Jordan 2012 Human Rights Report

Publisher(s)
United States Department of State - Bureau of Democracy, Human Rights and Labor
Users Rating
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Year
2012
Language(s)
Arabic, English
Scope
National
Type of Resource
Report
Accessible at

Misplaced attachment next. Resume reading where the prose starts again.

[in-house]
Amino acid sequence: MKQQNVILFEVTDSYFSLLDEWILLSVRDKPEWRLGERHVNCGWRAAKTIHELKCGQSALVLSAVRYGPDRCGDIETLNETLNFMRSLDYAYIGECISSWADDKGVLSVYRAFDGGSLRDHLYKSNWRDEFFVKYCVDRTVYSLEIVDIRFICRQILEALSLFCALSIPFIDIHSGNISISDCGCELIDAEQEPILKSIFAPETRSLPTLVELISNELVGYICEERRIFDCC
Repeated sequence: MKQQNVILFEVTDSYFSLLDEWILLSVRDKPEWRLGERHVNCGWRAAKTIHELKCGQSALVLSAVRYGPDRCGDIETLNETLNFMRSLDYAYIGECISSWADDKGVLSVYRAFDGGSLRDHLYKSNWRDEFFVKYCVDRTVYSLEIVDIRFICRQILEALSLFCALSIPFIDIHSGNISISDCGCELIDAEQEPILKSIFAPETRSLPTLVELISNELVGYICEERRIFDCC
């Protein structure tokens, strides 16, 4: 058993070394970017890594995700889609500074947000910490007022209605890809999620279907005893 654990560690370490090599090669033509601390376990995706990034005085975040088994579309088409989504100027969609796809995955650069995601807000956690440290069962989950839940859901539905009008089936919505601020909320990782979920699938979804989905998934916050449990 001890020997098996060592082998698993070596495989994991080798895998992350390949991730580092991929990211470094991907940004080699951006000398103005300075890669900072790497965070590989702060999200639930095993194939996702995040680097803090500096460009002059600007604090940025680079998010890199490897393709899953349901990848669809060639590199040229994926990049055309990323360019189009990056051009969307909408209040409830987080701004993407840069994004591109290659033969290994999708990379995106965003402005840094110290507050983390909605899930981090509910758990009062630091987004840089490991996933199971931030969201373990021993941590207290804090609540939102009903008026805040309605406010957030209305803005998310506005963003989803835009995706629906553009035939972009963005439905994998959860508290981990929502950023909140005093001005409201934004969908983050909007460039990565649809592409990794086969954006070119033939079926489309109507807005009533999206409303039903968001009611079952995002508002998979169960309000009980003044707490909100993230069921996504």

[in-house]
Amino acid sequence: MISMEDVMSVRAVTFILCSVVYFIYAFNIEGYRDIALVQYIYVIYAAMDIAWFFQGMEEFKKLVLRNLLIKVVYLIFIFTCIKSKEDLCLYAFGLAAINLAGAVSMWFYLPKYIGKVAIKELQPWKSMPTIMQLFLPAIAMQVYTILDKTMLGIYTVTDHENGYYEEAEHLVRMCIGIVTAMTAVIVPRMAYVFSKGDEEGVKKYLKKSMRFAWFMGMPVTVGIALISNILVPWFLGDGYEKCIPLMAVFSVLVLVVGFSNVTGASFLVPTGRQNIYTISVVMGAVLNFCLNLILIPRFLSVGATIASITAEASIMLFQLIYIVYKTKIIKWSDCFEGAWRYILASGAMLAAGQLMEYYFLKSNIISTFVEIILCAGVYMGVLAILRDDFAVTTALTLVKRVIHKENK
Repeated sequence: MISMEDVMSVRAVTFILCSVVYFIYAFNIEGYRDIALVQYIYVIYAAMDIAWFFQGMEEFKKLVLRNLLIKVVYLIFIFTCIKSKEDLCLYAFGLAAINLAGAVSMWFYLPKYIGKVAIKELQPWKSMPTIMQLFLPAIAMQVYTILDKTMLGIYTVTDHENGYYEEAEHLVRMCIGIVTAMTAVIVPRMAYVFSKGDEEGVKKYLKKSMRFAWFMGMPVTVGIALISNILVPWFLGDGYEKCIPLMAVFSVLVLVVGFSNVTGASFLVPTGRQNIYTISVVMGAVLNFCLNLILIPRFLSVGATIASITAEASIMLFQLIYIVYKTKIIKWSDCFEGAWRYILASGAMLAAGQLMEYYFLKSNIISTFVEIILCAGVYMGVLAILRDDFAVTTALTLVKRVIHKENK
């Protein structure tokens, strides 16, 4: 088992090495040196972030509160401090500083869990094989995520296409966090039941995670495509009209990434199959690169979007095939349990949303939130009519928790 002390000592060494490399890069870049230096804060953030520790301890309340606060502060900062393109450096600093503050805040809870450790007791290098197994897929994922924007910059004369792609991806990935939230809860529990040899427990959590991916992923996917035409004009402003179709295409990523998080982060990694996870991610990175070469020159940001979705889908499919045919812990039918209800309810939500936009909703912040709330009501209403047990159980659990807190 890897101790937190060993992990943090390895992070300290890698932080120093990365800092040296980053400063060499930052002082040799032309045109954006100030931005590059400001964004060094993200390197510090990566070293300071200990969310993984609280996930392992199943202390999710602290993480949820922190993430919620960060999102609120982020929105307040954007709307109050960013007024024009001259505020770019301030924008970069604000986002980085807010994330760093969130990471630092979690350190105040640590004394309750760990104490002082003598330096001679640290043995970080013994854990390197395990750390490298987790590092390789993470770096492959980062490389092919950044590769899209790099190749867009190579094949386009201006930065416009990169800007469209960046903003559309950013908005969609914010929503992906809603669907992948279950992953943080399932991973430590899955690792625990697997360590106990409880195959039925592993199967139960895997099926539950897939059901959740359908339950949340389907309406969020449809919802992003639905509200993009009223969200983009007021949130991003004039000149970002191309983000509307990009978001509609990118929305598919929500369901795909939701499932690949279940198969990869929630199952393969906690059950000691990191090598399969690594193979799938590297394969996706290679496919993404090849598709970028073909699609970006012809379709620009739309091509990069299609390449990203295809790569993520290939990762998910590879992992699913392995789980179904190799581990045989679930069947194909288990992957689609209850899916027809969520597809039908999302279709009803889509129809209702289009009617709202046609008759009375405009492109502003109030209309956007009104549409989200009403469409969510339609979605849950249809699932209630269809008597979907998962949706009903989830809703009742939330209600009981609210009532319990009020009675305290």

This report aimed to show the most significant human rights problems in Jordan, which were: mistreatment and allegations of torture by security and government officials with impunity, and restrictions on freedom of expression that limited the ability of citizens and media to criticize government policies and officials, Also included poor prison conditions, arbitrary arrest and denial of due process through administrative detention, prolonged detention, and allegations of nepotism and the influence of special interests on the judiciary. The government continued to infringe on citizens’ privacy rights. Violence against women was widespread, and abuse of children persisted. Legal and societal discrimination and harassment remained a problem for women. Discrimination against persons with disabilities was a problem. Legal and societal discrimination against persons of Palestinian origin remained widespread. The government restricted labor (labour) rights and local and international human rights organizations reported high levels of abuse of foreign domestic workers. The main themes in this report are: Right to work, Right to privacy, Right to education, racial discrimination, Discrimination against women, Right to freedom of movement, Right to freedom of expression, Right to freedom of association, Right to freedom of religion, violence, child labor (labour), Right to due process/ fair trial, Right to participation, Right to social security.

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